- There is NO military component to the MCC. In fact, U.S. law prohibits it.
- Nepal does not need to “join” or “sign up” for anything in order to participate in the MCC.
- The $500 million is a grant, with no strings attached, no interest rates, and no hidden clauses. All Nepal has to do is commit to spending the money, transparently, for the projects that have been agreed upon.
- Nepalis proposed and decided which projects MCC will fund in Nepal based on Nepal’s own priorities.
- MCC’s model requires Nepal to hire Nepalis to lead the implementation of the projects.
- MCC project tenders are open, transparent, and available to everyone.
- In Nepal, as in every country where MCC works, parliamentary ratification is required and provides transparency and an opportunity for Nepalis to understand the project.
Conflict about Parliamentary Ratification of MCC in Nepal:
MCC was signed by Nepal in September of 2017, when Nepal became the first country from South Asia to qualify for the compact meeting 16 out of 20 policy indicators. As per the agreement, the US government agreed to provide $500 million in grants while Nepal would put in $130 million for the project that prioritises energy and roadways. This is the largest grant Nepal has ever received.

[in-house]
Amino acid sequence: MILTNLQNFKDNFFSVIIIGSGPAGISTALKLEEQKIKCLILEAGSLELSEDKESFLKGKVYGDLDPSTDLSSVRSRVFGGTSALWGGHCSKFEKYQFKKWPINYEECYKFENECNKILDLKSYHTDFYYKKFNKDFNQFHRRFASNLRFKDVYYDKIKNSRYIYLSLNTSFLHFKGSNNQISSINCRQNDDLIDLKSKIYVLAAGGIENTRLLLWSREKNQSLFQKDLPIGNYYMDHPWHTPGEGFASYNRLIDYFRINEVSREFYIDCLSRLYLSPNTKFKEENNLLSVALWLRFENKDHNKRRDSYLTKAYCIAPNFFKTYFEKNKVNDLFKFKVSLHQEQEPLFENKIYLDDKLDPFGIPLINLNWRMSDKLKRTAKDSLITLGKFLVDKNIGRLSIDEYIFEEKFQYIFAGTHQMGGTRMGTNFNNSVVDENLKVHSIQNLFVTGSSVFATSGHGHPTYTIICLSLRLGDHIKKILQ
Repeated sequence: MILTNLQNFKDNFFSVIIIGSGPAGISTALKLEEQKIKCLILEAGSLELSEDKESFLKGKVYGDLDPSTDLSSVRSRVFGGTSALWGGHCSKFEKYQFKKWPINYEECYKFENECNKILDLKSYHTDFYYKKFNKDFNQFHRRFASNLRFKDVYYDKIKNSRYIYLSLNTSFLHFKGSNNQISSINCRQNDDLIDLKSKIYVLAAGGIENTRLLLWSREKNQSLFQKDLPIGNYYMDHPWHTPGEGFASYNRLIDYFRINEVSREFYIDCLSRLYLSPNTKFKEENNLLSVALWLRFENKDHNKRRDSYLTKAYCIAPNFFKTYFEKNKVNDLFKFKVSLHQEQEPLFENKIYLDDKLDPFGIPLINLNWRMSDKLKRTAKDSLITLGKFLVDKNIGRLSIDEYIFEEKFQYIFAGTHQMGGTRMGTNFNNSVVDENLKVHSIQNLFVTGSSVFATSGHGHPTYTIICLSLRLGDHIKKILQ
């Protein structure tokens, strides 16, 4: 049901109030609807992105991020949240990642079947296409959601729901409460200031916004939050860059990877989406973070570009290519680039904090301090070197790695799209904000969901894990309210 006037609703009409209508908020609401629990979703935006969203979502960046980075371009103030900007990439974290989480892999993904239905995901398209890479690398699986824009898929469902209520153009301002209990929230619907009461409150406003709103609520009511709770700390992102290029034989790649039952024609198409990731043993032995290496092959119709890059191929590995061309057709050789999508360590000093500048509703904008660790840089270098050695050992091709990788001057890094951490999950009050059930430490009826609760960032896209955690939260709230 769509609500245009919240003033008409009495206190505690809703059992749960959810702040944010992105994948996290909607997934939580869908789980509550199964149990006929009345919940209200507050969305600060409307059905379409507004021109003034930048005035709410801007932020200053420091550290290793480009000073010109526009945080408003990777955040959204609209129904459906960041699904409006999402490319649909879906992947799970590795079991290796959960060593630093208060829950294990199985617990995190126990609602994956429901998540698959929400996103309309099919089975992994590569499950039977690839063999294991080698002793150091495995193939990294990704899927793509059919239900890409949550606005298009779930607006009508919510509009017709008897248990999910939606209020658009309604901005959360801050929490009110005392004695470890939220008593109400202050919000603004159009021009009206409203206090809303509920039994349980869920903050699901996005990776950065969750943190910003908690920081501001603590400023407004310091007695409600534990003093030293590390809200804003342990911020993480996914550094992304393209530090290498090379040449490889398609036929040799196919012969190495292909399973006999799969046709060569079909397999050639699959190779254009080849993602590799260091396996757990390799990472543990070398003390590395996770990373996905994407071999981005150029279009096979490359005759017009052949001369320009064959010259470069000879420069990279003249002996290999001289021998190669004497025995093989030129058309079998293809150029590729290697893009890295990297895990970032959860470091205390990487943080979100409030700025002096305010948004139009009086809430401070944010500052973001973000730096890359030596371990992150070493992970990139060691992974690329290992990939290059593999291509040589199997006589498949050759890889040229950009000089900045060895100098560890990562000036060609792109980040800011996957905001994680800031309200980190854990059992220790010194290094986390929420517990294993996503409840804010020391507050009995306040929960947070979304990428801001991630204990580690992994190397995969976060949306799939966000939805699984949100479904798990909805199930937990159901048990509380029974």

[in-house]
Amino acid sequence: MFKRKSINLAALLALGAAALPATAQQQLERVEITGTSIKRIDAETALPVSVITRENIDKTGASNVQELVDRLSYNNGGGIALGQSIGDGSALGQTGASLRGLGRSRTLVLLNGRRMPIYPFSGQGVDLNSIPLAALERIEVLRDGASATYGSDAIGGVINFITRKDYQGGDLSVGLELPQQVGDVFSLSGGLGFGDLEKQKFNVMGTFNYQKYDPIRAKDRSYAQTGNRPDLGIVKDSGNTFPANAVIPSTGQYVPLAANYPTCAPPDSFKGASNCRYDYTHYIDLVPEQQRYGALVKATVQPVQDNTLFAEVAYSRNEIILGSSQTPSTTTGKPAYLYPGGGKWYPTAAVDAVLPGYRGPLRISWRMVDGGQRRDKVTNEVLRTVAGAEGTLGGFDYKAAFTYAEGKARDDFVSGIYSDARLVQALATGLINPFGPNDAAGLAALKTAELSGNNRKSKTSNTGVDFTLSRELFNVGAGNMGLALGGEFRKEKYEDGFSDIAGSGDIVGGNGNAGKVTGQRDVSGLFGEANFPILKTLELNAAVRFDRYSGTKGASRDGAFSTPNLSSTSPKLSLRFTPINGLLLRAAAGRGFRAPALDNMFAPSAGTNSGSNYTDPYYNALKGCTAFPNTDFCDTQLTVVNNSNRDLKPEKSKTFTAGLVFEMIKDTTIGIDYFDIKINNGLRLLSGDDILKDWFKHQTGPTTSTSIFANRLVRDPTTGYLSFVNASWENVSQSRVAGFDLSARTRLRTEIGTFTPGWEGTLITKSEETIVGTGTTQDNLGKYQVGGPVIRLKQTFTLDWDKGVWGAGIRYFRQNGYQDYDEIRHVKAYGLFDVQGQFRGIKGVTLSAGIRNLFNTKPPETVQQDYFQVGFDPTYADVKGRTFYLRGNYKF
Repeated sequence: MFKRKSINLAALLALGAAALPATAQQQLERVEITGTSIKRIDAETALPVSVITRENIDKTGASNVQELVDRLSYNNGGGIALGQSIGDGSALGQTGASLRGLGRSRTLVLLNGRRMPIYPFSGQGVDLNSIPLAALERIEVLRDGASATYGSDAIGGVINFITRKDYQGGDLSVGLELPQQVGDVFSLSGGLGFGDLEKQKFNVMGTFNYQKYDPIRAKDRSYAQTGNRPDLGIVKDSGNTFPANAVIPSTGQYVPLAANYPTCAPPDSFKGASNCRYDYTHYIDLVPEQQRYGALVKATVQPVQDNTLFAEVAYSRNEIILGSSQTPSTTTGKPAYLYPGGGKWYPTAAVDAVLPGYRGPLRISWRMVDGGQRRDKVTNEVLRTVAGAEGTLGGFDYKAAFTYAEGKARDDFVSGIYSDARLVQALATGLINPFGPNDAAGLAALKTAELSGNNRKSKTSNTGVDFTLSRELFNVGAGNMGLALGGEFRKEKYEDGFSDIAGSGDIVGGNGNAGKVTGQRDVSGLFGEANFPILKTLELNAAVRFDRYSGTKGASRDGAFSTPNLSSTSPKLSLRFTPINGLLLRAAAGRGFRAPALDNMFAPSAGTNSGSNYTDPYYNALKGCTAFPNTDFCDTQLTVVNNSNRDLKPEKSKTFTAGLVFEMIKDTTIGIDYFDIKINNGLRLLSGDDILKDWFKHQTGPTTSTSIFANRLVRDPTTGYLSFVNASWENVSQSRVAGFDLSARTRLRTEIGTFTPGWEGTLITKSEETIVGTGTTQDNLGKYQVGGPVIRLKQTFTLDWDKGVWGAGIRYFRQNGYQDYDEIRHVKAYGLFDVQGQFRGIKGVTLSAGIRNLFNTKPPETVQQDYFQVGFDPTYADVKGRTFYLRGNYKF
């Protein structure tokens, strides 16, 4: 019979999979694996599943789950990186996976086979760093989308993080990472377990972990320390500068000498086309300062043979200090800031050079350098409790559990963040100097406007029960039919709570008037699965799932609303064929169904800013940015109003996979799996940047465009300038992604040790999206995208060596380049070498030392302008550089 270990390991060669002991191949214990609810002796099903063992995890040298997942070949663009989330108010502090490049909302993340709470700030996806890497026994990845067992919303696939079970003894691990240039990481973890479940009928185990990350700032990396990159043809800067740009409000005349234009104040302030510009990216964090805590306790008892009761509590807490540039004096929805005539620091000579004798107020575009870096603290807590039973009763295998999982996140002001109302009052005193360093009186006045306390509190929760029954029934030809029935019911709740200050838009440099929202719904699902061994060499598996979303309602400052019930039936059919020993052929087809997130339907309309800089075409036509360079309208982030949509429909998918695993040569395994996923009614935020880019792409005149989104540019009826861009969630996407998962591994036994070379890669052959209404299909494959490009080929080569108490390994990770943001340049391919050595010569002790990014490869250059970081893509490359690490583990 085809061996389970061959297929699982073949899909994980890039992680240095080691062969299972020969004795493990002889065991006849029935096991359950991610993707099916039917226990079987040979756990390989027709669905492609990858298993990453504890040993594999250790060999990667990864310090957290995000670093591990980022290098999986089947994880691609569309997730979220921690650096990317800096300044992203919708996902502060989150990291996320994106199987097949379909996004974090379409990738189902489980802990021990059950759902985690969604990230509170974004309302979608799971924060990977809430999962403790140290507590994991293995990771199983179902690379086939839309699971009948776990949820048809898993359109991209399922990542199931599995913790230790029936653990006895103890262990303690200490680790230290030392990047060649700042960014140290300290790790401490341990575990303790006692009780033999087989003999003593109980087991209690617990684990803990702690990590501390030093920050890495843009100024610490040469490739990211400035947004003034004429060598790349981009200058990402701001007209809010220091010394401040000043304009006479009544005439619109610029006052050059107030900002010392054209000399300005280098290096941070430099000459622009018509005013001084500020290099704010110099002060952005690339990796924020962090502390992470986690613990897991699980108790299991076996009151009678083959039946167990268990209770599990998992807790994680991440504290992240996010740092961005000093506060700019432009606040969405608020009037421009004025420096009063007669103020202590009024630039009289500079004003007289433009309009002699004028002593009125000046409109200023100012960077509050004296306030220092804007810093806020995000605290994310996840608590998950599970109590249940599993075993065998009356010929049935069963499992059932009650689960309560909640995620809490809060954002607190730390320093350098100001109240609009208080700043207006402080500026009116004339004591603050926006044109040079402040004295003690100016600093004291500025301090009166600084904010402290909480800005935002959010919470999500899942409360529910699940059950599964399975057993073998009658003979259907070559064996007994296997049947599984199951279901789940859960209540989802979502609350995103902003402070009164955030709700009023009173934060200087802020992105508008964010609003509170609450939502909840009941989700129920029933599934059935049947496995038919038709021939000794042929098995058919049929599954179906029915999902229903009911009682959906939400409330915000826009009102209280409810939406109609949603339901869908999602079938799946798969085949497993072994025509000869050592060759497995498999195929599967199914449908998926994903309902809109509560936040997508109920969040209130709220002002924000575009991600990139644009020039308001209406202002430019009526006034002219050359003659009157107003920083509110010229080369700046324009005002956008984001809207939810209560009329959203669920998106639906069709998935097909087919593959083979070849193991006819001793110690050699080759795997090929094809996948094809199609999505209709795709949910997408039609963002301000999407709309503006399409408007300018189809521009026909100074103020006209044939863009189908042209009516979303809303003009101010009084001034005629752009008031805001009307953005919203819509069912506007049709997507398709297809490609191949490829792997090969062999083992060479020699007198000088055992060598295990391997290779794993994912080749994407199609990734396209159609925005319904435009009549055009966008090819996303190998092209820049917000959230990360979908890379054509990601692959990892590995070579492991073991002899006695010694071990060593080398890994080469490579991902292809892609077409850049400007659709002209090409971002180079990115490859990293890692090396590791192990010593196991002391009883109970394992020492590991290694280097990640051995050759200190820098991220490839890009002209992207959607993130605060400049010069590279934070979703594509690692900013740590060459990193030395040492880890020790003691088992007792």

MCC is supposed to be an aid for Nepal’s economic development. The questions raises, why the US would provide such a huge amount to the fellow nation without any strings attached to it for free? Thus, the Politicians in Nepal are divided over the Millennium Challenge Corporation’s links with the US’ Indo-Pacific Strategy and provisions that say the agreement will prevail over Nepal’s laws in case of conflicts.
Arguments have been rising over the parliamentary members and even among the people that MCC is a part of Washington’s IPS, that has the military components which seems to be aming to counter at our fellow nation China. There wasn’t much dispute over the compact until David J Ranz, assistant secretary for South Asia at the US State Department, during his Nepal visit in May,2019 said that the MCC was a crucial part of the Indo-Pacific Strategy.
According to an expert who has worked for the Millenium Challenge Account, the Nepal office of the MCC, Nepal should consider the MCC as an economic part of the IPS, but ratifying it doesn’t necessarily point out towards being a part if “military allience”.
Points that point MCC might be sucidal for Nepal:
Article 7 of the agreement clearly states that if MCC gets ratified then, “the Compact, upon entry into force, will prevail over the domestic laws of Nepal.”
Article 3 suggests that “any entity established in Nepal through MCC will be referred to herein as “MCA-Nepal,” and will have the authority to act on behalf of the Government with regard to all Program activities.”
Article-3 also suggests that “the Government also designates MCA-Nepal to exercise and perform the Government’s
rights and responsibilities to oversee, manage, and implement the activities.”
Article 5-A of the MCC agreement signed with the US administration “brings in the Indian establishment unnecessarily in an agreement which is being signed in between two sovereign nations-the US and Nepal.”
While the dispute remains whether MCC is beneficial or not, what do you think, should MCC be allowed in the country?